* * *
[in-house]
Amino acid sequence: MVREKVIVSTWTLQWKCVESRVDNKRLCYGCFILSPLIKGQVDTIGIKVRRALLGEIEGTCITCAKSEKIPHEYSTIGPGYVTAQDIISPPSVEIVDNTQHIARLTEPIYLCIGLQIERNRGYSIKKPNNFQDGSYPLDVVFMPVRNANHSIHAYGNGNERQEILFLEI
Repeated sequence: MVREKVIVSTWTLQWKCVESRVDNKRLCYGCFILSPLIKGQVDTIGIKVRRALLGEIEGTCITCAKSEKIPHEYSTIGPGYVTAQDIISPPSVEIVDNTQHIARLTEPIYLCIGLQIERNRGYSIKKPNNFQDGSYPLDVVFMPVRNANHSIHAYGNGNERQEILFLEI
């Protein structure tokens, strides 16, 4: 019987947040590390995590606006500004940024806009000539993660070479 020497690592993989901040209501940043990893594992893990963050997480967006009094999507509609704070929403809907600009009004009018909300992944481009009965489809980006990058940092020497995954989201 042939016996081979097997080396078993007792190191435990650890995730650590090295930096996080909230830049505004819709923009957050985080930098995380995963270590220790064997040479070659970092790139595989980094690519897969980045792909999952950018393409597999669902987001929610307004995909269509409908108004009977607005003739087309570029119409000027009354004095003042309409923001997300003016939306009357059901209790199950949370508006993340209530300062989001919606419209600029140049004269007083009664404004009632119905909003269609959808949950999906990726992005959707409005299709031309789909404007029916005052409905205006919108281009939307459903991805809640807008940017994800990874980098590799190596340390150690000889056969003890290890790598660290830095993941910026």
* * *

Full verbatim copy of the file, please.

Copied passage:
[in-house]
Amino acid sequence: MVREKVIVSTWTLQWKCVESRVDNKRLCYGCFILSPLIKGQVDTIGIKVRRALLGEIEGTCITCAKSEKIPHEYSTIGPGYVTAQDIISPPSVEIVDNTQHIARLTEPIYLCIGLQIERNRGYSIKKPNNFQDGSYPLDVVFMPVRNANHSIHAYGNGNERQEILFLEI
Repeated sequence: MVREKVIVSTWTLQWKCVESRVDNKRLCYGCFILSPLIKGQVDTIGIKVRRALLGEIEGTCITCAKSEKIPHEYSTIGPGYVTAQDIISPPSVEIVDNTQHIARLTEPIYLCIGLQIERNRGYSIKKPNNFQDGSYPLDVVFMPVRNANHSIHAYGNGNERQEILFLEI
């Protein structure tokens, strides 16, 4: 019987947040590390995590606006500004940024806009000539993660070479 020497690592993989901040209501940043990893594992893990963050997480967006009094999507509609704070929403809907600009009004009018909300992944481009009965489809980006990058940092020497995954989201 042939016996081979097997080396078993007792190191435990650890995730650590090295930096996080909230830049505004819709923009957050985080930098995380995963270590220790064997040479070659970092790139595989980094690519897969980045792909999952950018393409597999669902987001929610307004995909269509409908108004009977607005003739087309570029119409000027009354004095003042309409923001997300003016939306009357059901209790199950949370508006993340209530300062989001919606419209600029140049004269007083009664404004009632119905909003269609959808949950999906990726992005959707409005299709031309789909404007029916005052409905205006919108281009939307459903991805809640807008940017994800990874980098590799190596340390150690000889056969003890290890790598660290830095993941910026």